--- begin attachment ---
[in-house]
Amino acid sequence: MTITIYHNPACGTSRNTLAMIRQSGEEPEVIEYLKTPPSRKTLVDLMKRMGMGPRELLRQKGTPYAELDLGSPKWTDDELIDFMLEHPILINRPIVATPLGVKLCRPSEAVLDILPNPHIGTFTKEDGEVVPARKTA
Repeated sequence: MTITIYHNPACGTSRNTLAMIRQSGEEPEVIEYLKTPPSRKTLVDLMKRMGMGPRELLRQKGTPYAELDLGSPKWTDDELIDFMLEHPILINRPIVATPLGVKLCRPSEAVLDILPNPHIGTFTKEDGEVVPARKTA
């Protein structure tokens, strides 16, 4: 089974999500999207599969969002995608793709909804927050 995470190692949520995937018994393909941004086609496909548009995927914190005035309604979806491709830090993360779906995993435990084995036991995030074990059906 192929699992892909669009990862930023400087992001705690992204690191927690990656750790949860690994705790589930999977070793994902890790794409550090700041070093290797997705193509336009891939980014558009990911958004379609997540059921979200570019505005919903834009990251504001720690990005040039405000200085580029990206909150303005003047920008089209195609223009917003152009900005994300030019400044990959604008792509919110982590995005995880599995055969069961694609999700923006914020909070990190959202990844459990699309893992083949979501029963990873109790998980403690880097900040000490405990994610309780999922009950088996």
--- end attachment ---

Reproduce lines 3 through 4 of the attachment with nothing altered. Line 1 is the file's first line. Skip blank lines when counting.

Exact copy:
Repeated sequence: MTITIYHNPACGTSRNTLAMIRQSGEEPEVIEYLKTPPSRKTLVDLMKRMGMGPRELLRQKGTPYAELDLGSPKWTDDELIDFMLEHPILINRPIVATPLGVKLCRPSEAVLDILPNPHIGTFTKEDGEVVPARKTA
């Protein structure tokens, strides 16, 4: 089974999500999207599969969002995608793709909804927050 995470190692949520995937018994393909941004086609496909548009995927914190005035309604979806491709830090993360779906995993435990084995036991995030074990059906 192929699992892909669009990862930023400087992001705690992204690191927690990656750790949860690994705790589930999977070793994902890790794409550090700041070093290797997705193509336009891939980014558009990911958004379609997540059921979200570019505005919903834009990251504001720690990005040039405000200085580029990206909150303005003047920008089209195609223009917003152009900005994300030019400044990959604008792509919110982590995005995880599995055969069961694609999700923006914020909070990190959202990844459990699309893992083949979501029963990873109790998980403690880097900040000490405990994610309780999922009950088996």